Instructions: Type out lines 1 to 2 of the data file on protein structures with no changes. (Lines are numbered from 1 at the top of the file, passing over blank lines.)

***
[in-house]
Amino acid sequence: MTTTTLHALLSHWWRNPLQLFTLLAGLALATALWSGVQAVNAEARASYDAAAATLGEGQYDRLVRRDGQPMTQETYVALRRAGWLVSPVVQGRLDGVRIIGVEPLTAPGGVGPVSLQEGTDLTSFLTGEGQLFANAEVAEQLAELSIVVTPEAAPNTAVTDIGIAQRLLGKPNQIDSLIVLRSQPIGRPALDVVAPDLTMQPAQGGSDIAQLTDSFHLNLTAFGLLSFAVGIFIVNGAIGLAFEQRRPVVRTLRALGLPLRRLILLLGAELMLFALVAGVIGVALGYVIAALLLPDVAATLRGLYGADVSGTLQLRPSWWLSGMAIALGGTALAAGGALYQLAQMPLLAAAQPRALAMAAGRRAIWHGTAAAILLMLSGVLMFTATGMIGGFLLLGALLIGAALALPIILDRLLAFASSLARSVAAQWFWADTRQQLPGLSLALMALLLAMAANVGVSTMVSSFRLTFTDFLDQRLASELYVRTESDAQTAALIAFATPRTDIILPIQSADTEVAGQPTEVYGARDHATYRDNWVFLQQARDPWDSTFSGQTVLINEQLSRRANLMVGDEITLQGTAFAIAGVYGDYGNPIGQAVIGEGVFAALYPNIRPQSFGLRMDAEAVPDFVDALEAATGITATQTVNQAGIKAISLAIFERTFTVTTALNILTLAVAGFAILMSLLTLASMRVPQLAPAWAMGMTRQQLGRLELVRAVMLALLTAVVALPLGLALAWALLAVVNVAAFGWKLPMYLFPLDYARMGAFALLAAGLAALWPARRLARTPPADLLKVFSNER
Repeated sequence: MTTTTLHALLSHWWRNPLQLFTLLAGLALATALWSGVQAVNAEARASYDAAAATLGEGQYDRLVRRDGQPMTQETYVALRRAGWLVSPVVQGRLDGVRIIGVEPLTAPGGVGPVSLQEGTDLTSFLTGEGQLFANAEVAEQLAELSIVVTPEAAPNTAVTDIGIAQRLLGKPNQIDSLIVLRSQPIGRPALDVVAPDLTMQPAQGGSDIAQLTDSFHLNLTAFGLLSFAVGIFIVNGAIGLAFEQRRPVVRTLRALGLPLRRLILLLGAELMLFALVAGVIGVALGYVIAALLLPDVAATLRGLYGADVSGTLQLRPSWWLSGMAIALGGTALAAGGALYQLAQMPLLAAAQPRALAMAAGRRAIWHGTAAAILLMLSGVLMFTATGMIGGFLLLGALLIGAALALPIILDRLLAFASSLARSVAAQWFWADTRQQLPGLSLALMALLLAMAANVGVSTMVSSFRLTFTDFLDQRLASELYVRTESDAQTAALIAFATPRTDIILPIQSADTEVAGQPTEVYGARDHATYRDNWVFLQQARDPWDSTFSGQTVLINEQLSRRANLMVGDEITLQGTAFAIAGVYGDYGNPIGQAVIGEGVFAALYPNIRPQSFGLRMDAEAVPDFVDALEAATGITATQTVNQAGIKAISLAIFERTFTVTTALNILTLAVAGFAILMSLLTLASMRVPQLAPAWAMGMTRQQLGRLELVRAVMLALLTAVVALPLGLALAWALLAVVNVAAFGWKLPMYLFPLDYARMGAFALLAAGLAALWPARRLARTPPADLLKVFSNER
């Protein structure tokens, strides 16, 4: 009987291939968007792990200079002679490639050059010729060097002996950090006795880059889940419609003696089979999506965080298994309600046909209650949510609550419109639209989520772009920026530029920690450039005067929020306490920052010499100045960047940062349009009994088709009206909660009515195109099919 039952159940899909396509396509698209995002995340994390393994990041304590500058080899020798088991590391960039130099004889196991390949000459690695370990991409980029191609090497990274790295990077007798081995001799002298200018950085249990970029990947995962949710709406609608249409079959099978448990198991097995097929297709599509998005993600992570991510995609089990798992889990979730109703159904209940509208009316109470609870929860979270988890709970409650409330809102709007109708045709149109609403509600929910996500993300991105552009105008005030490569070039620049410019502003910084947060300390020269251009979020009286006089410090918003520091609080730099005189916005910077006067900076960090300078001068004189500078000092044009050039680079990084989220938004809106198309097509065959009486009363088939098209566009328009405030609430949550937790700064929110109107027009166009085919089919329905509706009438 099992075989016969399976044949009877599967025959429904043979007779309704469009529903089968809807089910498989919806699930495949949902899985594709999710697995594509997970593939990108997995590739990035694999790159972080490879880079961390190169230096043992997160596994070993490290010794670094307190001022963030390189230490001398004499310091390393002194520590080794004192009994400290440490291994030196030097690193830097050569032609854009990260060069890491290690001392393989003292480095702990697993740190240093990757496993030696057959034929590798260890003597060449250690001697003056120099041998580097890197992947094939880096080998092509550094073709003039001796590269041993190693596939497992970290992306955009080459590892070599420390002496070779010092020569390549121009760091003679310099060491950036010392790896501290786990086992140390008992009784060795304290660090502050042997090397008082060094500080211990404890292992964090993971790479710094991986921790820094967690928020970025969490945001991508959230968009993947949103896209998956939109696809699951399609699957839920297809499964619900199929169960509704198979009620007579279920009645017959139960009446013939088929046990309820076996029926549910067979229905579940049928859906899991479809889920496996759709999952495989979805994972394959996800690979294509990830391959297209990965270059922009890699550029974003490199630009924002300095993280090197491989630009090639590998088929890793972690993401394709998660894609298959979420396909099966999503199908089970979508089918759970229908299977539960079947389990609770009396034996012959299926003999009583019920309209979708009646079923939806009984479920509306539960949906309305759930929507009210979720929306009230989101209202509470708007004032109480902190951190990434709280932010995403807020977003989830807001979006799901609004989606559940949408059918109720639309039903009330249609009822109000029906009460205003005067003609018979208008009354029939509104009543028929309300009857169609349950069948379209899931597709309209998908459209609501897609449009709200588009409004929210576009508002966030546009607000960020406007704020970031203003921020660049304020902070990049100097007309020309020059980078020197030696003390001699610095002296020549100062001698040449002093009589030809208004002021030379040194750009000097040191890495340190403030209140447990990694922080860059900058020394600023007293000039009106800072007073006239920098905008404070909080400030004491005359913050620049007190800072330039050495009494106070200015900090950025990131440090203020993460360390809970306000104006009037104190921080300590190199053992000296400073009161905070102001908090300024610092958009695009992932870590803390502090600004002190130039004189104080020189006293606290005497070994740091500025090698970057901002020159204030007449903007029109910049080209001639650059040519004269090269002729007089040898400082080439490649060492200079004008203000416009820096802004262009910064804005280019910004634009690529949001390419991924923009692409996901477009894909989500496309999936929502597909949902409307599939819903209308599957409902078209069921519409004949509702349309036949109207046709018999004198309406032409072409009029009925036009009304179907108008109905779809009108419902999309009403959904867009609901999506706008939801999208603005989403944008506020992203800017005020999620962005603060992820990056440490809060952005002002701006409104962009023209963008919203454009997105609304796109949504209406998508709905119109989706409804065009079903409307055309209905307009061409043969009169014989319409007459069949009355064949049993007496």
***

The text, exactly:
[in-house]
Amino acid sequence: MTTTTLHALLSHWWRNPLQLFTLLAGLALATALWSGVQAVNAEARASYDAAAATLGEGQYDRLVRRDGQPMTQETYVALRRAGWLVSPVVQGRLDGVRIIGVEPLTAPGGVGPVSLQEGTDLTSFLTGEGQLFANAEVAEQLAELSIVVTPEAAPNTAVTDIGIAQRLLGKPNQIDSLIVLRSQPIGRPALDVVAPDLTMQPAQGGSDIAQLTDSFHLNLTAFGLLSFAVGIFIVNGAIGLAFEQRRPVVRTLRALGLPLRRLILLLGAELMLFALVAGVIGVALGYVIAALLLPDVAATLRGLYGADVSGTLQLRPSWWLSGMAIALGGTALAAGGALYQLAQMPLLAAAQPRALAMAAGRRAIWHGTAAAILLMLSGVLMFTATGMIGGFLLLGALLIGAALALPIILDRLLAFASSLARSVAAQWFWADTRQQLPGLSLALMALLLAMAANVGVSTMVSSFRLTFTDFLDQRLASELYVRTESDAQTAALIAFATPRTDIILPIQSADTEVAGQPTEVYGARDHATYRDNWVFLQQARDPWDSTFSGQTVLINEQLSRRANLMVGDEITLQGTAFAIAGVYGDYGNPIGQAVIGEGVFAALYPNIRPQSFGLRMDAEAVPDFVDALEAATGITATQTVNQAGIKAISLAIFERTFTVTTALNILTLAVAGFAILMSLLTLASMRVPQLAPAWAMGMTRQQLGRLELVRAVMLALLTAVVALPLGLALAWALLAVVNVAAFGWKLPMYLFPLDYARMGAFALLAAGLAALWPARRLARTPPADLLKVFSNER